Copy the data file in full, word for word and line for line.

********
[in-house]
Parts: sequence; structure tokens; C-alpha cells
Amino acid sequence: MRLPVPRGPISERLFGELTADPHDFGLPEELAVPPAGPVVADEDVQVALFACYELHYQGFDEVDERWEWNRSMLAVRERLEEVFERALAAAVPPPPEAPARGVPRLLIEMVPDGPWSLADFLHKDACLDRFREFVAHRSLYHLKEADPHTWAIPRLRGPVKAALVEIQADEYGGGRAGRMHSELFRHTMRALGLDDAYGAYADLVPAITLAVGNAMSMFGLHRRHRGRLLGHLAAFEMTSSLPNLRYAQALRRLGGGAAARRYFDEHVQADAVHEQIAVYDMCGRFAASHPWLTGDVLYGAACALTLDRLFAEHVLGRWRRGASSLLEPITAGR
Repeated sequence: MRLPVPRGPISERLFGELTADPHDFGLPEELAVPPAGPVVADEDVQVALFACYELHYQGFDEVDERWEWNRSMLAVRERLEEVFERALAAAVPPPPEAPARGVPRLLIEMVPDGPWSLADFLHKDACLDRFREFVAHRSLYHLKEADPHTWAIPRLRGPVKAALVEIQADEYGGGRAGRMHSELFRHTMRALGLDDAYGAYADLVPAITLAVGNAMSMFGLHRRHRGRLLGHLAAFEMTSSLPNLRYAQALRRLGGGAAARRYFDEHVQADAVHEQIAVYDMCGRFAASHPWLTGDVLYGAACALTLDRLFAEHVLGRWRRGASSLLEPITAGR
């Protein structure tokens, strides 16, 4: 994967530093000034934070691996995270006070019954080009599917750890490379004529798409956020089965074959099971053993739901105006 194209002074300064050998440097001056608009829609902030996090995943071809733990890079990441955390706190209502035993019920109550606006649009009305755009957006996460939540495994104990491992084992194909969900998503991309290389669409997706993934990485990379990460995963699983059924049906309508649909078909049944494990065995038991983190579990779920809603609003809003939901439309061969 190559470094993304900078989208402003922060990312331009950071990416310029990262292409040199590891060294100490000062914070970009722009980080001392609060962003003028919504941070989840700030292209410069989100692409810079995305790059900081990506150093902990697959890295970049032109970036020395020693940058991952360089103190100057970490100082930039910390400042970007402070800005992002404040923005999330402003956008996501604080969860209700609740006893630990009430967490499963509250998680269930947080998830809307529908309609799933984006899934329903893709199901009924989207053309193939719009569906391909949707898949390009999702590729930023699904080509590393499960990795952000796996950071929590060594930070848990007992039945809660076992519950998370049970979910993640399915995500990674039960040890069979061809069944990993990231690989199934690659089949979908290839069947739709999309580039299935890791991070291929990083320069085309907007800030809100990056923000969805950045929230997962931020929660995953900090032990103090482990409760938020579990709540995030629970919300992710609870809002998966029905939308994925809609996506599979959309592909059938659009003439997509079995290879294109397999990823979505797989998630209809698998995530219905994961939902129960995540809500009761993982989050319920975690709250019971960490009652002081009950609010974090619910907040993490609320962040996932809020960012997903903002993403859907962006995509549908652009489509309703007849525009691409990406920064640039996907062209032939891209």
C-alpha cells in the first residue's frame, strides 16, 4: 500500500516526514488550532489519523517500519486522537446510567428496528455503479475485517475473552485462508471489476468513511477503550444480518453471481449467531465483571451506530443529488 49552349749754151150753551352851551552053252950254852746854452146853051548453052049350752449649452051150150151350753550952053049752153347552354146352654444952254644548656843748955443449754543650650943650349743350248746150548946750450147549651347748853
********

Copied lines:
[in-house]
Parts: sequence; structure tokens; C-alpha cells
Amino acid sequence: MRLPVPRGPISERLFGELTADPHDFGLPEELAVPPAGPVVADEDVQVALFACYELHYQGFDEVDERWEWNRSMLAVRERLEEVFERALAAAVPPPPEAPARGVPRLLIEMVPDGPWSLADFLHKDACLDRFREFVAHRSLYHLKEADPHTWAIPRLRGPVKAALVEIQADEYGGGRAGRMHSELFRHTMRALGLDDAYGAYADLVPAITLAVGNAMSMFGLHRRHRGRLLGHLAAFEMTSSLPNLRYAQALRRLGGGAAARRYFDEHVQADAVHEQIAVYDMCGRFAASHPWLTGDVLYGAACALTLDRLFAEHVLGRWRRGASSLLEPITAGR
Repeated sequence: MRLPVPRGPISERLFGELTADPHDFGLPEELAVPPAGPVVADEDVQVALFACYELHYQGFDEVDERWEWNRSMLAVRERLEEVFERALAAAVPPPPEAPARGVPRLLIEMVPDGPWSLADFLHKDACLDRFREFVAHRSLYHLKEADPHTWAIPRLRGPVKAALVEIQADEYGGGRAGRMHSELFRHTMRALGLDDAYGAYADLVPAITLAVGNAMSMFGLHRRHRGRLLGHLAAFEMTSSLPNLRYAQALRRLGGGAAARRYFDEHVQADAVHEQIAVYDMCGRFAASHPWLTGDVLYGAACALTLDRLFAEHVLGRWRRGASSLLEPITAGR
């Protein structure tokens, strides 16, 4: 994967530093000034934070691996995270006070019954080009599917750890490379004529798409956020089965074959099971053993739901105006 194209002074300064050998440097001056608009829609902030996090995943071809733990890079990441955390706190209502035993019920109550606006649009009305755009957006996460939540495994104990491992084992194909969900998503991309290389669409997706993934990485990379990460995963699983059924049906309508649909078909049944494990065995038991983190579990779920809603609003809003939901439309061969 190559470094993304900078989208402003922060990312331009950071990416310029990262292409040199590891060294100490000062914070970009722009980080001392609060962003003028919504941070989840700030292209410069989100692409810079995305790059900081990506150093902990697959890295970049032109970036020395020693940058991952360089103190100057970490100082930039910390400042970007402070800005992002404040923005999330402003956008996501604080969860209700609740006893630990009430967490499963509250998680269930947080998830809307529908309609799933984006899934329903893709199901009924989207053309193939719009569906391909949707898949390009999702590729930023699904080509590393499960990795952000796996950071929590060594930070848990007992039945809660076992519950998370049970979910993640399915995500990674039960040890069979061809069944990993990231690989199934690659089949979908290839069947739709999309580039299935890791991070291929990083320069085309907007800030809100990056923000969805950045929230997962931020929660995953900090032990103090482990409760938020579990709540995030629970919300992710609870809002998966029905939308994925809609996506599979959309592909059938659009003439997509079995290879294109397999990823979505797989998630209809698998995530219905994961939902129960995540809500009761993982989050319920975690709250019971960490009652002081009950609010974090619910907040993490609320962040996932809020960012997903903002993403859907962006995509549908652009489509309703007849525009691409990406920064640039996907062209032939891209």
C-alpha cells in the first residue's frame, strides 16, 4: 500500500516526514488550532489519523517500519486522537446510567428496528455503479475485517475473552485462508471489476468513511477503550444480518453471481449467531465483571451506530443529488 49552349749754151150753551352851551552053252950254852746854452146853051548453052049350752449649452051150150151350753550952053049752153347552354146352654444952254644548656843748955443449754543650650943650349743350248746150548946750450147549651347748853